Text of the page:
“How did it get so late so soon? It's night before it's afternoon.” - Dr. Seuss
by Tyler Mangrum
- The Capitol Hill Times -
Jon Siu and Sandy Howard are attempting to spread a message that most Hill people are currently unwilling to hear: many of the brick buildings that help define the character of numerous Seattle neighborhoods are at risk, and so are the people living within them.
“Frankly, people right now are a little bit in denial about the threat that earthquakes present,” said Siu, the principal building engineer for the Department of Planning and Development (DPD). “We’ve been to several neighborhood groups and homeowners associations and a lot of people are saying ‘well, we survived the last few earthquakes, so I think we’ll be ok.’ But unfortunately, the last three earthquakes since 1949 are not the big one that we are expecting.”
According to Siu, Howard and the DPD, Seattle is highly unprepared for the eventuality of an earthquake, despite sitting in one of the most seismically active areas of the country. While new construction projects are required to enact certain safety measures to reduce damage cause by earthquakes, many old brick buildings in the city have received the dubious honor of being labeled as unreinforced masonry buildings (URMs), which are at high risk for damage, and are only required to be inspected for earthquake safety and possibly undergo retrofitting when they are already being renovated.
As a result of the current requirements for retrofitting, the DPD now says that the number of URMs is a pressing public safety risk that will eventually result in buildings being inhabitable for longer periods of time than if they were refitted for seismic stability at best, and a larger degree of public injury or death at worst.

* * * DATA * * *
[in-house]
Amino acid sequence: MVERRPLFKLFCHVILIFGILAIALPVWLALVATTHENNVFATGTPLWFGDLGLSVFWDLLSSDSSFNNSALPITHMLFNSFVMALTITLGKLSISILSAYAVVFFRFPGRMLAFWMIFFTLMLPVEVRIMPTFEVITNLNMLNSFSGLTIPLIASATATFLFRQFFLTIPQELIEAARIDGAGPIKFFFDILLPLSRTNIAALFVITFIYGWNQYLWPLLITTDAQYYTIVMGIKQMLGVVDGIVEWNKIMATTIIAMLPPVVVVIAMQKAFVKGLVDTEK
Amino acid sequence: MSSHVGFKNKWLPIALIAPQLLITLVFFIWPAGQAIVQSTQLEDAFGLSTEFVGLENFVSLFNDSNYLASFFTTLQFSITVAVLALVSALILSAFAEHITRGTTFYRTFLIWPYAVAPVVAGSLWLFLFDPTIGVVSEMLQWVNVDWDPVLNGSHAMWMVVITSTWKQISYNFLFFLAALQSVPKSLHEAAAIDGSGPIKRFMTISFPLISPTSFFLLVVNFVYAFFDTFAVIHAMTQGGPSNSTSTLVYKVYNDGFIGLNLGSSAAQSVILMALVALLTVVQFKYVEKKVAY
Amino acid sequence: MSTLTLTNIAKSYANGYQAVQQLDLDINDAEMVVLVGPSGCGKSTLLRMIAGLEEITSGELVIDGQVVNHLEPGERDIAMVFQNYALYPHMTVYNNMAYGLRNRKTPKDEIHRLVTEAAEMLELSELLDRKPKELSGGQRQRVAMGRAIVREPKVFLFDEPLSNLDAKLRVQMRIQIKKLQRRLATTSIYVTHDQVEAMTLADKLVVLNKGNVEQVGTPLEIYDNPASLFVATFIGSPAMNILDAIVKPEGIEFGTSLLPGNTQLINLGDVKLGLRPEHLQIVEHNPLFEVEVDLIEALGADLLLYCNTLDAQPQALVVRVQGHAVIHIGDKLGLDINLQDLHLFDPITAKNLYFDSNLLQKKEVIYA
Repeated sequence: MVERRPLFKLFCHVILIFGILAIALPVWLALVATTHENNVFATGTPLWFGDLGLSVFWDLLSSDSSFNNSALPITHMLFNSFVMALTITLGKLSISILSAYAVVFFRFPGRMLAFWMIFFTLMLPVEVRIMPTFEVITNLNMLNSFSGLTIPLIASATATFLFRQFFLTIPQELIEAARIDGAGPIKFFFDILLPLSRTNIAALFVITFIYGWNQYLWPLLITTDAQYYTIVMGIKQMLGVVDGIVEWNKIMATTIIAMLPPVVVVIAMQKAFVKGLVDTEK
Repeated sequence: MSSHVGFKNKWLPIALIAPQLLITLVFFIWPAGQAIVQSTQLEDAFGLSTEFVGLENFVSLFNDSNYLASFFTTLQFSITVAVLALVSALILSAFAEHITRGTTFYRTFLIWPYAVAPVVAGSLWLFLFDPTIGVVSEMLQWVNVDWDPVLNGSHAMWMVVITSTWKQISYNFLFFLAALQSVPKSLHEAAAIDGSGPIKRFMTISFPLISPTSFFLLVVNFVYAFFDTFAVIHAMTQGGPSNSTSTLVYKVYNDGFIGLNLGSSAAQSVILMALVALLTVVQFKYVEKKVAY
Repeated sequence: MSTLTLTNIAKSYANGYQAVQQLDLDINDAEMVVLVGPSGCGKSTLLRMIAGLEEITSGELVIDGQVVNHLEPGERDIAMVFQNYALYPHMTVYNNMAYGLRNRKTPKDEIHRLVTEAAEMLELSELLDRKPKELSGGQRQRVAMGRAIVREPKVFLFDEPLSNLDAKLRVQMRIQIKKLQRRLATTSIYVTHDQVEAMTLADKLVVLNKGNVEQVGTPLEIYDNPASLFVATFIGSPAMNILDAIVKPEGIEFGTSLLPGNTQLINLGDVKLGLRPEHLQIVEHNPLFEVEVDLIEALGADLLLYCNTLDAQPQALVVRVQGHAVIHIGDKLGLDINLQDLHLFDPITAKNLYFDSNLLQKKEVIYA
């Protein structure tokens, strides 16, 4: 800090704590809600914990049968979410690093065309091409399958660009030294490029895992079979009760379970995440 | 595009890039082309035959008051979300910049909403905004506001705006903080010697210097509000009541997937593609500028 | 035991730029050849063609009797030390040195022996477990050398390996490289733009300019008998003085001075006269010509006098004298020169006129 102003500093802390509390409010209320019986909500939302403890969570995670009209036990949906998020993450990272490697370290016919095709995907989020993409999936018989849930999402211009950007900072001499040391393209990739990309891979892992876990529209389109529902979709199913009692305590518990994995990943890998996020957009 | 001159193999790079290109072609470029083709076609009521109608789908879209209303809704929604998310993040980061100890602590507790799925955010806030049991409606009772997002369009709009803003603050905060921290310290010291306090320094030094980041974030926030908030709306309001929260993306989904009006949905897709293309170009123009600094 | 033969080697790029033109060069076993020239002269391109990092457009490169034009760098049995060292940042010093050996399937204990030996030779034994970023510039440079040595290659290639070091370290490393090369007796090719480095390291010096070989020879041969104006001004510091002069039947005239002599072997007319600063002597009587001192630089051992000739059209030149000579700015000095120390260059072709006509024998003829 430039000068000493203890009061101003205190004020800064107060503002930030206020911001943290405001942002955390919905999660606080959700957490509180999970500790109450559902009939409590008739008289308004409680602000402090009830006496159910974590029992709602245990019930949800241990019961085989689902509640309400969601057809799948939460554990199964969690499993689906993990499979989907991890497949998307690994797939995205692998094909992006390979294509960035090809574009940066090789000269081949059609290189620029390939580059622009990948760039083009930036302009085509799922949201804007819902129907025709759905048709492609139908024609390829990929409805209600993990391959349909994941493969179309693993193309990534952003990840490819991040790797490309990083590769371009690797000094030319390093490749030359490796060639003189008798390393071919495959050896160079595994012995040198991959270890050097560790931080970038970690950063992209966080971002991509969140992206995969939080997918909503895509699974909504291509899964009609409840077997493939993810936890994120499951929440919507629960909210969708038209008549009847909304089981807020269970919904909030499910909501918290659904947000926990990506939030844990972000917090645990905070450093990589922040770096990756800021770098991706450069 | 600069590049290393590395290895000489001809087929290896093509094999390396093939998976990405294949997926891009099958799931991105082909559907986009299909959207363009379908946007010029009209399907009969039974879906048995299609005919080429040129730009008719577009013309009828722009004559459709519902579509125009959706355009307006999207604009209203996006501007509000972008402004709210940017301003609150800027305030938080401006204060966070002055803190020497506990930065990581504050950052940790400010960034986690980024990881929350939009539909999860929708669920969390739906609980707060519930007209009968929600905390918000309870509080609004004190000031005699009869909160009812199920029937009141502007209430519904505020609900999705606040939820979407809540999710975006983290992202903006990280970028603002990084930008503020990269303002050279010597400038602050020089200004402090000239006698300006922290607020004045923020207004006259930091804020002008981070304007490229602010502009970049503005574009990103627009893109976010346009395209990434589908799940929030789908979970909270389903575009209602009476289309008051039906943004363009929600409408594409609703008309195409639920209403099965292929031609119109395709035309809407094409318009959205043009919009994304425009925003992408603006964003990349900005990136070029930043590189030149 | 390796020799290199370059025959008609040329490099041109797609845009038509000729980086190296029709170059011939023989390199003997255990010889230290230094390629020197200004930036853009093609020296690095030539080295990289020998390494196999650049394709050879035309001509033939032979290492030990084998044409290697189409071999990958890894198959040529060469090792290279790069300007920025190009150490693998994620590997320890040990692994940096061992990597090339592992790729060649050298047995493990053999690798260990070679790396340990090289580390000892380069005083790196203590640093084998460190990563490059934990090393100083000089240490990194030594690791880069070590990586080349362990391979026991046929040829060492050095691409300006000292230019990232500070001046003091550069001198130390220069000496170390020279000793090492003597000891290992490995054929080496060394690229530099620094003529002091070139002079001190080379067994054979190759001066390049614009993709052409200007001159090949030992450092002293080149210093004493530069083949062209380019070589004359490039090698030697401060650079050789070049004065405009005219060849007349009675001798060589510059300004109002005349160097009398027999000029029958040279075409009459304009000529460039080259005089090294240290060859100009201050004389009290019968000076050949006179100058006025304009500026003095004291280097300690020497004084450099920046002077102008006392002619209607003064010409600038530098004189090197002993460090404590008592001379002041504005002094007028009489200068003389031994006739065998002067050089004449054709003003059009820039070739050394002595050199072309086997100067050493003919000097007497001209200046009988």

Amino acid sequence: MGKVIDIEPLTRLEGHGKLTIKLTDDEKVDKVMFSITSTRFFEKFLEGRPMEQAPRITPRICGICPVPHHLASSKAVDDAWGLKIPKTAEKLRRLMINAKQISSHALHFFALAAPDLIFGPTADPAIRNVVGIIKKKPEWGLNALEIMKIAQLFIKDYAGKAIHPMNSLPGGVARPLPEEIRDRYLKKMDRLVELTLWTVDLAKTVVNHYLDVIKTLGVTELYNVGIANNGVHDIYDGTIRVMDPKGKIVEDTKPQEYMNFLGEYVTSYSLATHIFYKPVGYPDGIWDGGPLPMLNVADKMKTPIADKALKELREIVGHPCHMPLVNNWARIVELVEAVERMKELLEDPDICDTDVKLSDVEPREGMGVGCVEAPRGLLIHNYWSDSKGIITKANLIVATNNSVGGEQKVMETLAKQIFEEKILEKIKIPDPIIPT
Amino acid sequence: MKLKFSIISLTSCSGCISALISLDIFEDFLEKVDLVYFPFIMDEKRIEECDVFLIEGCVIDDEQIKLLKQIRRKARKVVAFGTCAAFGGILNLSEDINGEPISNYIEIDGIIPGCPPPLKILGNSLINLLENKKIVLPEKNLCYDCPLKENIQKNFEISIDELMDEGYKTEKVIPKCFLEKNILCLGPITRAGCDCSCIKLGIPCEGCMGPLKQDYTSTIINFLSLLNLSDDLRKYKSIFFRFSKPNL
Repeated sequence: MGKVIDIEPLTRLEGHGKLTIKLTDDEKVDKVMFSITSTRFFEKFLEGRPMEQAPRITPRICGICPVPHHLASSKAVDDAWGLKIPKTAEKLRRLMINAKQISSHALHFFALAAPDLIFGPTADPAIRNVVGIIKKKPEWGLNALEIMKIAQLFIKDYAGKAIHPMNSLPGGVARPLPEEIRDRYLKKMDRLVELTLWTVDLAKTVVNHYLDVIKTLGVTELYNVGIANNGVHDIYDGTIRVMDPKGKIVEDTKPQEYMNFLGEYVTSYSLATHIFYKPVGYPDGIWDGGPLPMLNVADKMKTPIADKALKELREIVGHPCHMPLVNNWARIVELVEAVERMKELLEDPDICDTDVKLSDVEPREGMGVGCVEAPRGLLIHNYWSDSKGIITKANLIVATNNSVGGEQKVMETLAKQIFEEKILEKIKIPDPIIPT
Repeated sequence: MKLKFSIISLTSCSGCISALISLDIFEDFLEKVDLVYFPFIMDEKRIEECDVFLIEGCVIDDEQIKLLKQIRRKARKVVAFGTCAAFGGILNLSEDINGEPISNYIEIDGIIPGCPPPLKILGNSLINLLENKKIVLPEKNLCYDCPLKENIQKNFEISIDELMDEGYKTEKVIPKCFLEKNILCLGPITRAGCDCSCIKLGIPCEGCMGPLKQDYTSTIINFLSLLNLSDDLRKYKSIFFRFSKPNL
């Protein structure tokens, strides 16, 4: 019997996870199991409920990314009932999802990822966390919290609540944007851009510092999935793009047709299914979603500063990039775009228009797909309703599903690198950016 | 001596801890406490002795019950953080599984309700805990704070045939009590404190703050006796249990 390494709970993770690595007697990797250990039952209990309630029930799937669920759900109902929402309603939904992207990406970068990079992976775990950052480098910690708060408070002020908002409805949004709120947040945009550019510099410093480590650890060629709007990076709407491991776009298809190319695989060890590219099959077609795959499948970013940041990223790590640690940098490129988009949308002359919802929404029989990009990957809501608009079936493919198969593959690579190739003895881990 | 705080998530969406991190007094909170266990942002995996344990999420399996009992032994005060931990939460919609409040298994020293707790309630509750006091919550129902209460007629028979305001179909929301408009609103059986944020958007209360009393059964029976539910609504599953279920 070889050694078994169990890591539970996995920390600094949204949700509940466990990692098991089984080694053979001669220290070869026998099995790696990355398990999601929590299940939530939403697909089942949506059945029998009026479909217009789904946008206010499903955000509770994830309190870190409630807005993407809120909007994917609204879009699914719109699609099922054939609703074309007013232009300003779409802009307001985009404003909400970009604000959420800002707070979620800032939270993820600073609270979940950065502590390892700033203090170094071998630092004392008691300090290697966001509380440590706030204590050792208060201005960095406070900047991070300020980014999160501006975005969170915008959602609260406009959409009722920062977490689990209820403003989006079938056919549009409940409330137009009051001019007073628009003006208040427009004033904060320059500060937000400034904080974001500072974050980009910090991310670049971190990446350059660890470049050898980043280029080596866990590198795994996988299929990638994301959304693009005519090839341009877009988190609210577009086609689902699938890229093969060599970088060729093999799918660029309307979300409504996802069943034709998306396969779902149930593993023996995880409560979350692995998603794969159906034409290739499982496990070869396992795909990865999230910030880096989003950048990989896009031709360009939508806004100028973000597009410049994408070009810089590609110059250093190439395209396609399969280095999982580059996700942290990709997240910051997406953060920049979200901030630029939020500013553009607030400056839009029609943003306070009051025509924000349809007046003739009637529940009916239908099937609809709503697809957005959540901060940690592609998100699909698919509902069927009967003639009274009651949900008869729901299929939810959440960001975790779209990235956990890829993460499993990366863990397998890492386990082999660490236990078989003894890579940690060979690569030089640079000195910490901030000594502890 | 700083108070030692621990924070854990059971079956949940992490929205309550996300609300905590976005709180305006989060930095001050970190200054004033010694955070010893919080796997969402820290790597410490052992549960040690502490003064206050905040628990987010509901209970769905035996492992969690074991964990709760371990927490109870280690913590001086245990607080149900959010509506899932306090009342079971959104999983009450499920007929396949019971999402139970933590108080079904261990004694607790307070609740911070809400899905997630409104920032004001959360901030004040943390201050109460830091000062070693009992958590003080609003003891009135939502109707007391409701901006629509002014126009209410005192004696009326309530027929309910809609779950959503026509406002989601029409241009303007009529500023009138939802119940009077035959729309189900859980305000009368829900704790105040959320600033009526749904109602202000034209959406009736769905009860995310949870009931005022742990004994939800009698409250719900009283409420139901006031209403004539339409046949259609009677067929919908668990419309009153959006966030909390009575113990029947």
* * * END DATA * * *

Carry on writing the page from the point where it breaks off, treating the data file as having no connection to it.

Yet, despite the potential safety concerns, many building owners are still resistant to improving their buildings. After the planning commission in charge of assessing the risk to Seattle buildings released their initial survey, many building owners are already protesting seeing their properties included in the list of suspected URMs.
“People need to understand that there is a risk here, and that their building might fall down in the event of a Seattle fault,” Siu said. “URMs are known to be a problem in every earthquake. They’re the buildings that get the most damage.”
During the Capitol Hill Community Council meeting on Sept. 19, Siu and Howard detailed how Capitol Hill has approximately 90 buildings currently labeled as URMs, many of which are the historical buildings considered to be integral to the neighborhood’s atmosphere. Siu said that helping to preserve these buildings is one of the main goals of the project, as they would almost certainly be destroyed in any large seismic event that could take place in the coming years.
“We’re trying to balance the need to improve life safety while preserving the character of these neighborhoods,” Siu said. “We’re walking a very fine line to keep people from feeling incentivized to tear down these buildings. We don’t want to do things like Los Angeles, which did incentivize people to demolish URMs.”
Siu emphasized that this standard only improves safety, and does not bring it up to a new code. It is instead aimed at reducing building damage and injuries to residents. It does not guarantee that the building will not fall down.
While Siu said that the costs of retrofitting may differ substantially from their estimates, the planning committee believes that the average amount required in bringing these buildings up to code will likely range between $5-60 per square foot. As a result of this potential cost to the owners of URM buildings, the planning commission is currently considering offering financial assistance.
At the moment, the policy committee in charge of studying the URM problem is weighing the cost/benefit analysis of the ordinance and the likelihood of aspects such as financial assistance. Once a proposal is ready in early 2014, Siu says that the ordinance will then move forward to seek approval by the city, and may be in effect as early as summer of next year. If approved, the ordinance would likely require buildings to be brought up to code within 7 to10 years after its passing.